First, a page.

Kloman, 74, was sentenced to 43 years in prison Friday in a Fairfax County courtroom for molesting five girls, including Sullivan, at McLean’s elite Potomac School in the late 1960s and ’70s, when he was a teacher and administrator. Sullivan’s chance encounter in November 2011 and tip sparked the lengthy investigation and criminal proceeding that brought the decades-old abuse to light.
“As a mature woman, a lawyer and a mother, I was fed up,” Sullivan testified at the hearing. “I was more than fed up. One girl is too much. One generation is too much. . . . The girls at my son’s school were the exact same age I was when he assaulted me.”
Each of the five victims in the case gave harrowing accounts Friday of the sexual abuse they suffered at the hands of a man they trusted implicitly. The attacks lasted seconds or minutes, but they said the devastating effects rippled out over a lifetime. Sullivan and other women who were victims said they wanted to go public and agreed to be identified.
Some testified that the exclusive school was alerted to Kloman’s assaults but did little to stop them. After the sentencing, the idea was echoed by nationally known lawyer Gloria Allred, who is representing all five women and called on the school to investigate the complaints and “do the right thing.” She did not elaborate.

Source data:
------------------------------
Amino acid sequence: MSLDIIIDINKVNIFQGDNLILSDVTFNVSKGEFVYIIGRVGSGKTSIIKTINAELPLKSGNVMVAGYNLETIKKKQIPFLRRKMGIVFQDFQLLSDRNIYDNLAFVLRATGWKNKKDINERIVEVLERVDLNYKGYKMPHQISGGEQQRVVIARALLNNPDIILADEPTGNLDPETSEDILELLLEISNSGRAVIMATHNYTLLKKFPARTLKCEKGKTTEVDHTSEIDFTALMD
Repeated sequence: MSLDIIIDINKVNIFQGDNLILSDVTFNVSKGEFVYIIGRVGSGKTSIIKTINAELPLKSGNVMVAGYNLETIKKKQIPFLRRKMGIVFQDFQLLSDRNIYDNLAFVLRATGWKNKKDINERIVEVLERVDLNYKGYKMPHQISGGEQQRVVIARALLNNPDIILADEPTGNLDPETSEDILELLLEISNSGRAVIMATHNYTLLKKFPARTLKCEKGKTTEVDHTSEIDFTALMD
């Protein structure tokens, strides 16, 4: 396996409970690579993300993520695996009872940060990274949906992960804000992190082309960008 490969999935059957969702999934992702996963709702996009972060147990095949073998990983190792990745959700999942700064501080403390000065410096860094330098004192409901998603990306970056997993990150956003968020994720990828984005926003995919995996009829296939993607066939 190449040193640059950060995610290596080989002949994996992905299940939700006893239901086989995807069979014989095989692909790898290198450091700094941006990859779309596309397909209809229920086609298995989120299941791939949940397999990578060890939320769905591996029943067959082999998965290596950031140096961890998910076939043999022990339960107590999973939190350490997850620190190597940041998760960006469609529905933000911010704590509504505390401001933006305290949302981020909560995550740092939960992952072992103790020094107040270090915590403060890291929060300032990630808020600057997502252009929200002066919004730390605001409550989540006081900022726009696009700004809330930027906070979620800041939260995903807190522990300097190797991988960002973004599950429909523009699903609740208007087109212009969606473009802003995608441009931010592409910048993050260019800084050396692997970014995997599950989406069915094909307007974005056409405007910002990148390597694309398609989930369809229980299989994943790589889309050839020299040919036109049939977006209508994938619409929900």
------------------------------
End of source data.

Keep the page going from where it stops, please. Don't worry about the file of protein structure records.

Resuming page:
Sullivan was the first to testify before a courtroom packed with Potomac School alumni and Kloman’s family and friends. She said Kloman invited her and a friend over to swim at his house after a seventh-grade field trip.
Sullivan was ecstatic. She testified that Kloman was a “fun and irreverent” teacher. But once in the pool, Kloman pulled her onto his lap, pinned her arms behind her back and thrust against her, she testified. Sullivan said Kloman held her so tightly his arms were like “lobster claws.”
She didn’t comprehend what was happening.
“Mr. Kloman is my teacher,” she recalled thinking. “He is really cool. . . . This has got to be okay.”
Laura Gill testified that Kloman pinned her down and assaulted her in the basement of his home while his family was upstairs. She was 14 at the time, and Kloman was an administrator at the Potomac School. He had invited her to play in a father-daughter tennis tournament.
Gill testified that she told her parents and a teacher about the abuse and that they alerted the administration. School officials sent Kloman for counseling, she said, and she was horrified that she had to continue to walk by his office.
“My sense of self-esteem had been crushed,” Gill said. “No one thought what he did was bad enough to help me.”